Manhattan prosecutors say Lomma intentionally dodged city regulators when he failed to give them prior notice before installing a cheaply and poorly manufactured giant metal bearing in his 30-year-old tower crane — the same massive, ring shaped bearing that would crack apart in the collapse, sending half the crane plummeting 20 stories to the ground.
But in cross-examining former Department of Buildings Cranes and Derricks Unit head Bethany Klein, defense lawyer Paul Shechtman repeatedly referred to a letter in which Lomma personnel promised only that they’d give the DOB prior notice of pending “repairs” — not prior notice of totally replacing the bearing.
Klein and prosecutors, meanwhile, say that while the bearing was replaced, that replacement was part of a larger repair — the repair of the crane’s turntable, a huge, complex, box-shaped metal structure that allows the crane’s boom and cab to rotate on its stationary tower.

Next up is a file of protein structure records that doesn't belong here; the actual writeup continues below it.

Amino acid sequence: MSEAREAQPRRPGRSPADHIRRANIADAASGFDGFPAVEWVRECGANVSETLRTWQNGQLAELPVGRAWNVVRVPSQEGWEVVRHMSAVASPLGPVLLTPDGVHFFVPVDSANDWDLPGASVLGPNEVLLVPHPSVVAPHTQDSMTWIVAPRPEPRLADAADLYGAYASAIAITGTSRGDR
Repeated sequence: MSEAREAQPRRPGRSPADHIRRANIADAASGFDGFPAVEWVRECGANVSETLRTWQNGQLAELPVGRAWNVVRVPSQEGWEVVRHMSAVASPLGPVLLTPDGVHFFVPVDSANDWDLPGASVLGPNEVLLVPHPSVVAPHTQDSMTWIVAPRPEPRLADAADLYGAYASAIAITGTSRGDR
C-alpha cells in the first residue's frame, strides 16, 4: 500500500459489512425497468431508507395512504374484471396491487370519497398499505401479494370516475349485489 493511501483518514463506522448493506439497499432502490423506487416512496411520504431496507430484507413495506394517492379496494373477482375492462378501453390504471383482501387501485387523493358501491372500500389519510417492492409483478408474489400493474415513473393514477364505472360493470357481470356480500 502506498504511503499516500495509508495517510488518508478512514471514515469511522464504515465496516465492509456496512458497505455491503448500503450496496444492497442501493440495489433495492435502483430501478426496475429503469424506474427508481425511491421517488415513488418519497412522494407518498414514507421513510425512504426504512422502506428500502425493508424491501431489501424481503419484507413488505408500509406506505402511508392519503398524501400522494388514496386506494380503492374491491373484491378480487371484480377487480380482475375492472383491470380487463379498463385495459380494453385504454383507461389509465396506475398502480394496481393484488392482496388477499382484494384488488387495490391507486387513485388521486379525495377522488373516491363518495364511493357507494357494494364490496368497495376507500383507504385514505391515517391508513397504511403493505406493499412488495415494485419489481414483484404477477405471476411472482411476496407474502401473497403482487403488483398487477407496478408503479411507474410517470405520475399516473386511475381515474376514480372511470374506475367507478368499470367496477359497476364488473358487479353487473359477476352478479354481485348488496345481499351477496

“You required notification of a replacement?” Shechtman — who represents Lomma’s company, New York Crane, asked Klein in one of several vocabulary back-and-forths.
“We required notification of the repair to the turntable,” Klein answered — stressing the word repair.
The whole matter could be moot should Manhattan Supreme Court Justice Daniel Convisor buy the larger defense theory, which is that workers caused the collapse by improperly over-extending the boom, thereby over-stressing the bearing.
Prosecutors insist that there is is zero proof the workers are responsible — and overwhelming proof that the faultily-constructed bearing is to blame.